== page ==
So, I got halfway through The Tunnel, which metaphorically and truthfully is a hard place to stop. I have had 2 meaningful DNFs before, at events I was determined to complete.
The first was when horribly exposed to the arctic snowstorm in the wrong kit during the Lofoten Islands 100 mile, a race nearly all the competitors dropped from in a hypothermic state and which was eventually rerouted to avoid passes that had become dangerously cold and slow.
The second was an unfit and out of sorts version of me, toiling up Taurus mountain in Alanya, 27C in early April, a week ahead of my Dad’s funeral. I was just slightly too slow that day in the heat on a serious climb to beat the halfway cut, but it was a wonderful day, a celebration of life.
I can’t regret either DNF and whilst both are events I would like to return to, to complete, I don’t feel incomplete for failing to meet the challenges on those days, and I’m not impatient to get back.
The Tunnel DNF is different. Strangely, for an indoors event, the weather did play a part. The pouring rain at any break in running had me rushing my food, not stopping and breaking up the monotony with friendly chat in the echo-free outdoors – or sneaking a microsleep.
Hurrying out and back in again from my wet box of kit, I hurriedly overstuffed my digestive system. I’m a big guy for ultrarunning and know that if I don’t give myself digestion time to feed my full frame, the stomach shuts down and will only take liquids and gels.
Once I had screwed up my nutrition strategy, I thought I could rectify that by taking an hour out and then eating, but food at this point was totally alien and I couldn’t keep it down. Mark Cockbain kindly suggested force feeding myself to purge the system. Eventually I tried that, but there was nothing to purge.
In spite of the Tunnel being 55 hours, time is against you. I can run 100 miles in less than 20 hours, but not so easily through a night that only ends with a few glimmering bulbs flickering back to life. The body is trained to perform best by day and to recover at night. Normally 24-hour runners get the thrill of becoming fully alert again in tune with the dawn chorus. In The Tunnel a sputtering bulb starting to glow raised a cheer from an unknown comrade pattering by as we crossed on our underground lap.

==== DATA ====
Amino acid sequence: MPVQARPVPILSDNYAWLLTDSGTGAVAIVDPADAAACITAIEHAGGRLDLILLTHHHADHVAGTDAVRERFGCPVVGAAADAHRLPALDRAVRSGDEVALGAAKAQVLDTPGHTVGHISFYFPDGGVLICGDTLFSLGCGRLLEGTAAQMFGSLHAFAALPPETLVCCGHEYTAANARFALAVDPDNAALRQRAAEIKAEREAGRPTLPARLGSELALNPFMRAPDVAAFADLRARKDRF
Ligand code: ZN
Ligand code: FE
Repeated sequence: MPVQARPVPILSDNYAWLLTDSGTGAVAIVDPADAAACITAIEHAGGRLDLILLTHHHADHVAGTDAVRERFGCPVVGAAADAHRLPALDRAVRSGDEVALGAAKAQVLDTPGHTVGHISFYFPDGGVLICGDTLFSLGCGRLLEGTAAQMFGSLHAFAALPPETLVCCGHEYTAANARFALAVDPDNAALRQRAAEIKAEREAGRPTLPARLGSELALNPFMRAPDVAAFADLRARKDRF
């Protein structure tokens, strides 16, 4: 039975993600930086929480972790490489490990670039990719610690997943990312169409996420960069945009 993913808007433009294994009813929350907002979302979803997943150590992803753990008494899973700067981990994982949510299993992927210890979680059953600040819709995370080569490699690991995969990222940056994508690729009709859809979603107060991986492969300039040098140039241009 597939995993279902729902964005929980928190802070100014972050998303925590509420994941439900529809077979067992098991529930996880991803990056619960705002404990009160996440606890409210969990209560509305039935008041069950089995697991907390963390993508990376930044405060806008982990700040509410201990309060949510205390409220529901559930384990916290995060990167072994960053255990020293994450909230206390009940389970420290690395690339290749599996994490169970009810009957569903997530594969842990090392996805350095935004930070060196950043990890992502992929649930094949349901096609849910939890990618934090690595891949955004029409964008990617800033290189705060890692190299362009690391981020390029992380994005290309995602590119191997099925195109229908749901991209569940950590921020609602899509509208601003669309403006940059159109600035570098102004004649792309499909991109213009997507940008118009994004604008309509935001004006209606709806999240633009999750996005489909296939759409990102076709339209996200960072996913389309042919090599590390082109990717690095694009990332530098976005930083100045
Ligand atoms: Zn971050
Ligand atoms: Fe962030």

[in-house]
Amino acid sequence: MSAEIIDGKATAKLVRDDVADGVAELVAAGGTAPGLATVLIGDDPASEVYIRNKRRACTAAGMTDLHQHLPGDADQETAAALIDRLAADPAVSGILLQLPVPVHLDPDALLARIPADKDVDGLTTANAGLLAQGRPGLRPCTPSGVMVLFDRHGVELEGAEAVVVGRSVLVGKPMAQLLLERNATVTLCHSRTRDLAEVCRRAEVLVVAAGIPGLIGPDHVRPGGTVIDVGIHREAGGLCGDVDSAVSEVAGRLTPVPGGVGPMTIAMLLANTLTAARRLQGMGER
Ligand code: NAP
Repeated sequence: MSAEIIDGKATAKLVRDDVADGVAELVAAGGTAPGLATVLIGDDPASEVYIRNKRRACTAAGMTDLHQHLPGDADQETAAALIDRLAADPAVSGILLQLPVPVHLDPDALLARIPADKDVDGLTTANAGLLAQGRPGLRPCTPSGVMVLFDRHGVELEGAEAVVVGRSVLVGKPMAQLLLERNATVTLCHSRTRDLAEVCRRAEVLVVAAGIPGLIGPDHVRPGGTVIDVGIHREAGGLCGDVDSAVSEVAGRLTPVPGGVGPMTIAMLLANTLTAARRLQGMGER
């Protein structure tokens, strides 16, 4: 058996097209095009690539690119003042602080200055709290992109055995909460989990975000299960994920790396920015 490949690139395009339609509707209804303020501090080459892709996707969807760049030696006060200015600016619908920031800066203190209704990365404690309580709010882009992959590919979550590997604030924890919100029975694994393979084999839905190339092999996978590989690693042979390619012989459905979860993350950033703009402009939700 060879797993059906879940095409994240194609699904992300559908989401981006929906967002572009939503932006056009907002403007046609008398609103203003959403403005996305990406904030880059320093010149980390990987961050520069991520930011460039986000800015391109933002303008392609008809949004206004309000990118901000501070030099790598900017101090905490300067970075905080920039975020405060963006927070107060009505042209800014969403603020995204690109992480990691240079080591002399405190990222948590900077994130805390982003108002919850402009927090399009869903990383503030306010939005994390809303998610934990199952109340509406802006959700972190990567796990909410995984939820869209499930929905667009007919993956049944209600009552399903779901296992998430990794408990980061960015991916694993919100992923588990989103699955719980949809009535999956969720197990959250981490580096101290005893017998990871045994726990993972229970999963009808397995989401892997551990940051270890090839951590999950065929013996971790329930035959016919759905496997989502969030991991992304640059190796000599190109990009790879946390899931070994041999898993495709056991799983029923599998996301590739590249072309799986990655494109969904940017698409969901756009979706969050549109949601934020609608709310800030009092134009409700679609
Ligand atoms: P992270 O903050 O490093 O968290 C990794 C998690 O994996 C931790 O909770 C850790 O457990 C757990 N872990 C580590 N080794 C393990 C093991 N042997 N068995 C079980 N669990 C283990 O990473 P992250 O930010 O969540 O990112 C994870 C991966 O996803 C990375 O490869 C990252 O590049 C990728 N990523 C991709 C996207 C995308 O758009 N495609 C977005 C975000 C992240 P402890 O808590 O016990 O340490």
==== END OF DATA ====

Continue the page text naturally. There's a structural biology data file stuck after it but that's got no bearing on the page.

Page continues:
After the hour+-long break – and the dry retching – I went back into the Tunnel to walk some more miles. I was unsteady and very slow, far too slow to complete the second half in 31 hours. I thought, wrongly, that I had a stomach bug, I felt so ill. But I don’t think I did, I was looking for an excuse that was outside my control. In fact, I had just shut down, and I had done that by mismanaging myself.
I stopped at a point when I could – technically – continue. I could walk, if a little unsteadily. Eventually I persuaded a few spoons of cold porridge to stay down. But there was a part of me too, hating the experience and asking why carry on, with another night ahead, pursuing a task with the ultimate result out of reach. I wanted the prescribed 200 miles, not to see how far I could stumble on for. Making up the calorie deficit would take hours. I was still struggling to eat 3 hours after quitting. I had lost nearly 5 kilos.
An hour after I had stopped the 100-mile distance I had covered in my failed quest was overhauled by Richie Hinson. He had been to this event before when he made the decision to drop at 150 miles with 12 hours to go. Back this time with a more effective strategy, he eventually completed The Tunnel 200 in third place with nearly 2 hours to spare.
Reflecting on Richie and finishers Agnieszka, Chris and Paul in action gave me pause for thought. Knowing David, the winner, also helps take a positive view. David has faced down 3 Mark Cockbain DNFs and has always come back with a broad and open attitude.
It is Richie though who has been the finisher to inspire me most. Mark chose to congratulate Richie with one word, ‘perseverance’.
Until my tilt at The Tunnel I rated myself ‘capable’ as a runner and ‘top level’ for mental strength and attitude. But it is hard to look into someone’s soul and assess their mental strength, so it is hard to rank yourself in this.
Am I mentally weaker than this year’s famous 5? Maybe? Is giving the Tunnel another go worth it, to find out? Maybe*.
I have two talking chips, one on each shoulder. The first is saying I have had enough of that oppressive dull place where I felt so ill, and don’t want to be there again. There’s certainly nothing left to learn about the landscape. On the other shoulder the nag is saying look at how much you have learnt, are you now strong enough to find out if you have learnt enough?
Time will tell. I will move through days that are brighter, literally and figuratively, in the weeks ahead. If I go back it will be to quell that gnawing sense wanting to put the mental strength to the test whilst knowing much better after one strike-and-out how to get the body through next time.
If I don’t it will be because, as everyone knows, there are nicer places to go running.